Welcome to our third e-newsletter
It was good to see some interaction with our previous discussions and debates arising out of our last e-newsletter. We are aware, however, that while many of you are looking at the information and discussions, most of you are not logging in and becoming actively (interactively) involved in the discussion. It's the latter that we really want to see, we value your views and ideas, nothing is silly or useless, each comment or viewpoint will make us think more clearly, question much of what we do and the reasons for it.
To encourage more interaction we will award a free one-year subscription to the Journal of Lymphoedema for the best idea or comment posted on the website between now and the next Conference which will be held on April 13th at the Novotel in London.
Lymphoedema Conference 2011 and Skin Changes in the Lower Limb Conference
Novotel London West, One Shortlands, London W6 8DR
Two unique conferences in one venue where delegates can choose to select sessions from either programme. The main objective of these conferences is to achieve care improvements and to help achieve this, experts in the field of lymphoedema management will discuss and share their experiences.
In preparation for what we are sure will be a very simulating conference I've listed some points for debate below. These are mine but I want to see yours!
Depending on your interest and enthusiasm for them we will pursue some of them at the conference similar to our last debate in 2010 on 'Manual lymphatic drainage (MLD): friend or foe?'. In 2011, we intend to make the debate much more interactive, with additional involvement from the audience as well as the panel. While all the topics are certainly serious, we hope to present them in an entertaining and enlightening format. Come along and contribute, learn from your colleagues and have a bit of fun as you learn. We hope to have a prize for the best comment. This will be announced at the meeting in London at the Novotel on 13th April, 2011.
Before you go to the debate site, think for a moment.
Write down now on a sheet of paper, one or two but up to five issues or questions you have regarding something you do (or cannot or do not do), or would like an answer for with respect to your work or practice.
What is the most important one to you? Will it make a difference to the way your practice, your patient outcomes, your knowledge generally?
Now let us know what it is - go to the debate site and enter the question or comment. If it's an issue for you, it's likely to be an issue for others. The good thing about logging your question is that others may have the answer, it just needs you to put your point in and for them to see it and pass comment. It's an easy way of improving your knowledge, improving patient care, and importantly, improving your network of contacts.
Do it now - there are three rewards, your question is answered (you may find you can answer the questions of others), you may expand your contact network, and you may win a year's free subscription to JOL
Just to start you off, here are my current issues.
It seems from the work of some top level English researchers that those women who develop lymphoedema have lower intra-lymphatic pressures than those who do not. Chicken and egg or is it real? If so, how can we recognise those at risk with a low intralymphatic pressure (or low pump pressure?)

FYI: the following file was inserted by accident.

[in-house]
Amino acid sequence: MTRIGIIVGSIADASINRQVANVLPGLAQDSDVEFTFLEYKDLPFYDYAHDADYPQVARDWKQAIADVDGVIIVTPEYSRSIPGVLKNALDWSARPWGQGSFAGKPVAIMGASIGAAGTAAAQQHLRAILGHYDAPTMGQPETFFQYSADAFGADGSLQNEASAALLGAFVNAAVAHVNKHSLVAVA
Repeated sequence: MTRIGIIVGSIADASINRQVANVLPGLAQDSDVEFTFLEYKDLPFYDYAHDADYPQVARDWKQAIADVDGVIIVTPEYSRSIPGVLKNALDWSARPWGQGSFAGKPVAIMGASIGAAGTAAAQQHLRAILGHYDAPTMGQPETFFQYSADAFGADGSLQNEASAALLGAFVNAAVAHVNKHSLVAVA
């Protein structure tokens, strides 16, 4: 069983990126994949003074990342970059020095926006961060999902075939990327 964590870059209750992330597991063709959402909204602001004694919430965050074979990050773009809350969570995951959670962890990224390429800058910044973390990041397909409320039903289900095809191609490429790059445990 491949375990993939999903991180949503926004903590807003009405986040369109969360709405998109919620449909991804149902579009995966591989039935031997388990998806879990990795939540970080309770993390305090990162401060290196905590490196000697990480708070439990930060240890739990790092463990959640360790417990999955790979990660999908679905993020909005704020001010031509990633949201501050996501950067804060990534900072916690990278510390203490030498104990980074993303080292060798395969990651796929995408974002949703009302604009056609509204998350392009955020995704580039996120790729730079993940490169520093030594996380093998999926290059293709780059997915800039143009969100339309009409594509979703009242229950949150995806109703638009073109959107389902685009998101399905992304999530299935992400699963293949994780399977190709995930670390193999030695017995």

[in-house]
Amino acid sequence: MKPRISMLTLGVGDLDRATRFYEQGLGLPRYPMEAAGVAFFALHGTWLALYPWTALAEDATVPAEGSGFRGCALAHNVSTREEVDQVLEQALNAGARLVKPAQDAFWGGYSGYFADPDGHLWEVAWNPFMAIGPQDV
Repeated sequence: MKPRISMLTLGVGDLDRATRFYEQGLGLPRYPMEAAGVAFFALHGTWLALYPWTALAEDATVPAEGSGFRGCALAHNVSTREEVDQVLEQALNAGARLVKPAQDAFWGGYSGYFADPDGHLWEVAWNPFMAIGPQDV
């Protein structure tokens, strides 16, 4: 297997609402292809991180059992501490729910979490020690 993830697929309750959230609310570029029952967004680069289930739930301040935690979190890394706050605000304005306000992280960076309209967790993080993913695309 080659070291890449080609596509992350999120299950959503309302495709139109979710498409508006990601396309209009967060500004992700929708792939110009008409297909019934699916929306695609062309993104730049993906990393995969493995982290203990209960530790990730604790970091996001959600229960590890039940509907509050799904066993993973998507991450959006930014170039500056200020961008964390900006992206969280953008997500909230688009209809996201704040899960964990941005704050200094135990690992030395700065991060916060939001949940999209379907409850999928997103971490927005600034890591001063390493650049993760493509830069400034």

Why do we have to have lymphoedema at all? Why can’t we better protect the lymphatics from unnecessary surgical or radiotherapeutical injury or help them regrow quicker?
Why are we reluctant to change our practices?
There seem to be many new ideas and strategies and tools for the treatment of lymphoedema in the literature, some with reasonable evidence and trial support behind them, but we seem most often to continue with the strategies and programmes we learnt at university or in the therapist training schools. However, some of these things are not as well or strongly evidenced as the newer techniques.
My question is how much does it take for us as thinking therapists and clinicians to change our practice? What’s going to make us change?
My curiosity at the moment stems from an article ‘Canaries in the coal mine: A cross Species analysis of the plurality of obesity epidemics’ (Klimentidis et al, 2010). We know obesity is a risk factor for lymphoedema and becoming an increasing problem, but did you know that as we fatten up so to do the animals around us? Why? Are we feeding them more, are there more of us feeding, is the food we feed them more fattening? Maybe they can teach us a lot ! Will it help us reduce our prevalence of lymphoedema? Unsure, but remember the butterflies in the forests of the Amazon.....
In the meantime, we look forward to your comments on the website, we hope you can be one of the winners of a year’s free subscription to our journal (even if you are a current subscriber, you get a year extension).
Just ask us and we will give you the answer. Too busy? It will only take an extra two or three minutes and you may help others, their patients or even better, help fill in a gap in your knowledge or just satisfy your curiosity!
Clinical Editor, Journal of Lymphoedema
Klimentidis YC, Beasley MT, Lin H-Y, et al (2010) Canaries in the coal mine: a cross-species analysis of the plurality of obesity epidemics. Proc R Soc, published online 24 November 2010